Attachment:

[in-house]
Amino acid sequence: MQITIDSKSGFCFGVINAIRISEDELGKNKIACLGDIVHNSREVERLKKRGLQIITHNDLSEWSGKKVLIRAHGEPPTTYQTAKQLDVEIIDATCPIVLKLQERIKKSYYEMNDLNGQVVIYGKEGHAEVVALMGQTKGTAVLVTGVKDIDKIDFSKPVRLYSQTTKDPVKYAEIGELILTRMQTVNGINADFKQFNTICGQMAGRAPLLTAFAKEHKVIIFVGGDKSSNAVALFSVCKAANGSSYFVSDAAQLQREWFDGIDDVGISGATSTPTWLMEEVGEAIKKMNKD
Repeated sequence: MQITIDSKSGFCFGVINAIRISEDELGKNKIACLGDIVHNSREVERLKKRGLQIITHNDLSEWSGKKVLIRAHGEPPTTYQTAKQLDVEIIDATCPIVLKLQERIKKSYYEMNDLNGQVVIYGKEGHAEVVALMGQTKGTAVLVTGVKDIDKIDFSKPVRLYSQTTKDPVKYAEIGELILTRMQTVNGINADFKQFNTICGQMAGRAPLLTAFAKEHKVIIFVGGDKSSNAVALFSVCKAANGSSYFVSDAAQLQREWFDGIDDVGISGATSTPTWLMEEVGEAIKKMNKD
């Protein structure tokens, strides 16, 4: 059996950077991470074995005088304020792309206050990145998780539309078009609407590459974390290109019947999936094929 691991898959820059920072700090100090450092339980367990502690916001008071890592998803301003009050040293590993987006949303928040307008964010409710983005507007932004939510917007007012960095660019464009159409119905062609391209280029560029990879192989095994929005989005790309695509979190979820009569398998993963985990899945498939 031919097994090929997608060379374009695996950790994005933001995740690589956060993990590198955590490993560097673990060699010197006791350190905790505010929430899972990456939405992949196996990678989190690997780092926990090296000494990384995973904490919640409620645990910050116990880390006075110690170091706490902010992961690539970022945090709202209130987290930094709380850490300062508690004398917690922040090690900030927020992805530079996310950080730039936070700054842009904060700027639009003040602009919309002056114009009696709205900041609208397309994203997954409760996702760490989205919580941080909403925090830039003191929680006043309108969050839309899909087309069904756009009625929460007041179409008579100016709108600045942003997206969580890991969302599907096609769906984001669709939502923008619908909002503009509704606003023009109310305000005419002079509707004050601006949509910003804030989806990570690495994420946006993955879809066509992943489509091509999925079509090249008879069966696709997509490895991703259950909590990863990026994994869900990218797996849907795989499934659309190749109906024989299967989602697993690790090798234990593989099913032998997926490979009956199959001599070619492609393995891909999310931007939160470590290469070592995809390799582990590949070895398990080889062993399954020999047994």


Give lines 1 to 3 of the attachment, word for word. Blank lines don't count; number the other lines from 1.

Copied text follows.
[in-house]
Amino acid sequence: MQITIDSKSGFCFGVINAIRISEDELGKNKIACLGDIVHNSREVERLKKRGLQIITHNDLSEWSGKKVLIRAHGEPPTTYQTAKQLDVEIIDATCPIVLKLQERIKKSYYEMNDLNGQVVIYGKEGHAEVVALMGQTKGTAVLVTGVKDIDKIDFSKPVRLYSQTTKDPVKYAEIGELILTRMQTVNGINADFKQFNTICGQMAGRAPLLTAFAKEHKVIIFVGGDKSSNAVALFSVCKAANGSSYFVSDAAQLQREWFDGIDDVGISGATSTPTWLMEEVGEAIKKMNKD
Repeated sequence: MQITIDSKSGFCFGVINAIRISEDELGKNKIACLGDIVHNSREVERLKKRGLQIITHNDLSEWSGKKVLIRAHGEPPTTYQTAKQLDVEIIDATCPIVLKLQERIKKSYYEMNDLNGQVVIYGKEGHAEVVALMGQTKGTAVLVTGVKDIDKIDFSKPVRLYSQTTKDPVKYAEIGELILTRMQTVNGINADFKQFNTICGQMAGRAPLLTAFAKEHKVIIFVGGDKSSNAVALFSVCKAANGSSYFVSDAAQLQREWFDGIDDVGISGATSTPTWLMEEVGEAIKKMNKD